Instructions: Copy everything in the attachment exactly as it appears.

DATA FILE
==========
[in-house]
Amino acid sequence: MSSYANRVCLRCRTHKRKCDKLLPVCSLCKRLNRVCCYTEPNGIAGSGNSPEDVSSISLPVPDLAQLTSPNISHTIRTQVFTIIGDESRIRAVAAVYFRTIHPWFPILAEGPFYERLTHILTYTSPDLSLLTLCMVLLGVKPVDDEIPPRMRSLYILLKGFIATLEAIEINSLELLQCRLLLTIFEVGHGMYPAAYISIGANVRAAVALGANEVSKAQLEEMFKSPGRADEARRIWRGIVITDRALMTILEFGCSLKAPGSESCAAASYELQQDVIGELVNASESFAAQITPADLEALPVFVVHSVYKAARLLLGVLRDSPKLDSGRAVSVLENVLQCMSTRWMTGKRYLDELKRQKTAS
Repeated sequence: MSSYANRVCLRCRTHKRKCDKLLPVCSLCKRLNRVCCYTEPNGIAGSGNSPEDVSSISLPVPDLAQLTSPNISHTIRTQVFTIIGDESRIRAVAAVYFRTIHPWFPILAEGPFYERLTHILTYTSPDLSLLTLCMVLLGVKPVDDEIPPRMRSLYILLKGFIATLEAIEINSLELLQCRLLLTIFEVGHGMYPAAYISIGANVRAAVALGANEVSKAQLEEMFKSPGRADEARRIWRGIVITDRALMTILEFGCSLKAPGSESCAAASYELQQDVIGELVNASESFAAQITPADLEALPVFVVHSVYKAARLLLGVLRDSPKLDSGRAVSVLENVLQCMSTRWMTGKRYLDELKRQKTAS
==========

[in-house]
Amino acid sequence: MSSYANRVCLRCRTHKRKCDKLLPVCSLCKRLNRVCCYTEPNGIAGSGNSPEDVSSISLPVPDLAQLTSPNISHTIRTQVFTIIGDESRIRAVAAVYFRTIHPWFPILAEGPFYERLTHILTYTSPDLSLLTLCMVLLGVKPVDDEIPPRMRSLYILLKGFIATLEAIEINSLELLQCRLLLTIFEVGHGMYPAAYISIGANVRAAVALGANEVSKAQLEEMFKSPGRADEARRIWRGIVITDRALMTILEFGCSLKAPGSESCAAASYELQQDVIGELVNASESFAAQITPADLEALPVFVVHSVYKAARLLLGVLRDSPKLDSGRAVSVLENVLQCMSTRWMTGKRYLDELKRQKTAS
Repeated sequence: MSSYANRVCLRCRTHKRKCDKLLPVCSLCKRLNRVCCYTEPNGIAGSGNSPEDVSSISLPVPDLAQLTSPNISHTIRTQVFTIIGDESRIRAVAAVYFRTIHPWFPILAEGPFYERLTHILTYTSPDLSLLTLCMVLLGVKPVDDEIPPRMRSLYILLKGFIATLEAIEINSLELLQCRLLLTIFEVGHGMYPAAYISIGANVRAAVALGANEVSKAQLEEMFKSPGRADEARRIWRGIVITDRALMTILEFGCSLKAPGSESCAAASYELQQDVIGELVNASESFAAQITPADLEALPVFVVHSVYKAARLLLGVLRDSPKLDSGRAVSVLENVLQCMSTRWMTGKRYLDELKRQKTAS